Cooling measures drive up car loan interest rates

All banks, except DBS, have raised rates to 2.68%; more tweaks expected

The widely expected rise in interest rates for car buyers has materialised, since measures to restrict the amount and tenure of loans were introduced in March to cool the market.

As of yesterday, DBS Bank remained the only bank sticking to the old rate of 1.88 per cent per annum. All the others have raised interest rates almost uniformly to 2.68 per cent since the first mover - believed to be Citibank - revised its rate upwards in March.

The higher charges came after the Government announced measures in late February to cool the motor market, including restricting the loan amount to no more than 60 per cent of a car's purchase price, to be repaid in no more than five years.

As a result, banks and other lenders faced a substantial drop in interest earnings, which they are now trying to recoup with higher interest charges.

Consumers will now spend more on car loans. For instance, a $100,000 five-year loan at the new rate translates to interest amounting to $13,400 - up from $9,400 if the lending rate was 1.88 per cent. That works out to a 43 per cent increase.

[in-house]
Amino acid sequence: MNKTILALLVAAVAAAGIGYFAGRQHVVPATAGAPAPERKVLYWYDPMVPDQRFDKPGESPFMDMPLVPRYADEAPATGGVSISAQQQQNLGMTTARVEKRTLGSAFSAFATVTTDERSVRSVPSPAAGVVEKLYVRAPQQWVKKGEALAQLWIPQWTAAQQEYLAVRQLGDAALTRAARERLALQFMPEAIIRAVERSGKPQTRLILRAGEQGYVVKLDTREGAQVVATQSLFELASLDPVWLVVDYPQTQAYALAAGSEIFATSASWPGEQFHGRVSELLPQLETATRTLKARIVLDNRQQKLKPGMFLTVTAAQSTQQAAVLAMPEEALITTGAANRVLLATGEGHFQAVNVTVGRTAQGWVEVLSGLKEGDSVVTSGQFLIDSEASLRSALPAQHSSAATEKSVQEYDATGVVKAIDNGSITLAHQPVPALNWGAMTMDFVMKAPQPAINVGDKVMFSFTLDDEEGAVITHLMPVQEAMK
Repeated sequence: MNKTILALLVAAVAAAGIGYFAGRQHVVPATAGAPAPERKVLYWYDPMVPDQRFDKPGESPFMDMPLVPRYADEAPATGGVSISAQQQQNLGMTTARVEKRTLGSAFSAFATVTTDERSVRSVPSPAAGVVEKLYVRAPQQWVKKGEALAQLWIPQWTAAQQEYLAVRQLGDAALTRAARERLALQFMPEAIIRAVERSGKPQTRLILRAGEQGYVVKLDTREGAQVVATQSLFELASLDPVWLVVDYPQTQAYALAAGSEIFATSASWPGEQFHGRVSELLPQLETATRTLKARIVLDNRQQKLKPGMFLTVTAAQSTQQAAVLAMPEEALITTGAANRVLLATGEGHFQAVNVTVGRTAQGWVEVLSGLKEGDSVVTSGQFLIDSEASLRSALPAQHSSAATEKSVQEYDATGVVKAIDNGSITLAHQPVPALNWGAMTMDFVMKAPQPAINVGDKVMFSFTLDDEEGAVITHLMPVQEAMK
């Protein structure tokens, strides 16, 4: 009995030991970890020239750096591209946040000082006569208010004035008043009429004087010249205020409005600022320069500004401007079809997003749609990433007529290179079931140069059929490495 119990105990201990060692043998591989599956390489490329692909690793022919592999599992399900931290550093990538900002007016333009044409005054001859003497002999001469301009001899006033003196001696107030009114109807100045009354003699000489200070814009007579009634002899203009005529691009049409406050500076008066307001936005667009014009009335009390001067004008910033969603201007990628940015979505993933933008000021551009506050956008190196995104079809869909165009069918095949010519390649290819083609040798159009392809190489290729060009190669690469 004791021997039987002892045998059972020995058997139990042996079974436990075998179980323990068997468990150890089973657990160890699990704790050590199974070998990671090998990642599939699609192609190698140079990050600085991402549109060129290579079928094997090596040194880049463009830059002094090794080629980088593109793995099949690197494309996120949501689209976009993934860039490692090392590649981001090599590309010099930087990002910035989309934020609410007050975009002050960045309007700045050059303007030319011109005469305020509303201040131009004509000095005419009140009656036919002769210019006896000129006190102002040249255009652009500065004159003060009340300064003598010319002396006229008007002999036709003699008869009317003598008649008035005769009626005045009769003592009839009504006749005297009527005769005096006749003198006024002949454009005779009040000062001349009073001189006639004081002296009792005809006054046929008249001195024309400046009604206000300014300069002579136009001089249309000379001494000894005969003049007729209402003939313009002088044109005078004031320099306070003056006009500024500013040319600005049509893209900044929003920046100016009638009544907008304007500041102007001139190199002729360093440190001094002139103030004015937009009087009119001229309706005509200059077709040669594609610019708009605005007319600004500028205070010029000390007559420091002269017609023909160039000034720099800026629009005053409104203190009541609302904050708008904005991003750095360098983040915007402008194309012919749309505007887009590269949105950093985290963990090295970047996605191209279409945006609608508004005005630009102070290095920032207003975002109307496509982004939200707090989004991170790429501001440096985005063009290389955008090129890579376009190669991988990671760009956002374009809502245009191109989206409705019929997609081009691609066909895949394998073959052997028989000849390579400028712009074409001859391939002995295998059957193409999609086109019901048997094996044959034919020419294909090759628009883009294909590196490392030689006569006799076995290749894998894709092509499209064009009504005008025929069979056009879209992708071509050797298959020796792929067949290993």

But it is still less than half what the banks would have earned before the curbs, when car loans were unrestricted.

As a result, observers reckon there may be further adjustments. There is wide speculation that banks will increase housing loan rates as well to shore up earnings.

Lenders were reluctant to comment on the rate hike, with most saying they were merely "following the industry".

Citibank, which industry players said was the first to raise the interest rate, refused to comment. Even DBS, which has stuck to the old rate, preferred to remain silent.

But the public is not taking kindly to the increased charges.

Property agent Eddie Low, 63, said: "That's not right. This development had nothing to do with the market - it was government regulation. So I don't think they should simply pass the cost on. The consumer is bullied in many instances."

Mr Low, who owns an eight- year-old Nissan Sunny, said he is hoping certificate of entitlement (COE) prices will fall so that he can get a new car.

COE premiums have fallen from over $90,000 since the curbs to settle in the low $60,000s. But yesterday, there was an upward surge with premiums rising to as high as $67,304.

Motor traders said the increase in interest rates has not had a significant impact on consumer sentiment.

Mr Chin Kee Min, senior manager of Kia distributor Cycle & Carriage Kia, said: "Compared to the cooling measures, this is nothing."

Mr Raymond Tang, secretary of the Singapore Vehicle Traders Association, said demand for used cars has been strong since the Government lifted the loan curbs on second-hand cars for 60 days.

This was because being able to borrow up to 100 per cent of the purchase price and to repay the loan over 10 years was a huge draw.




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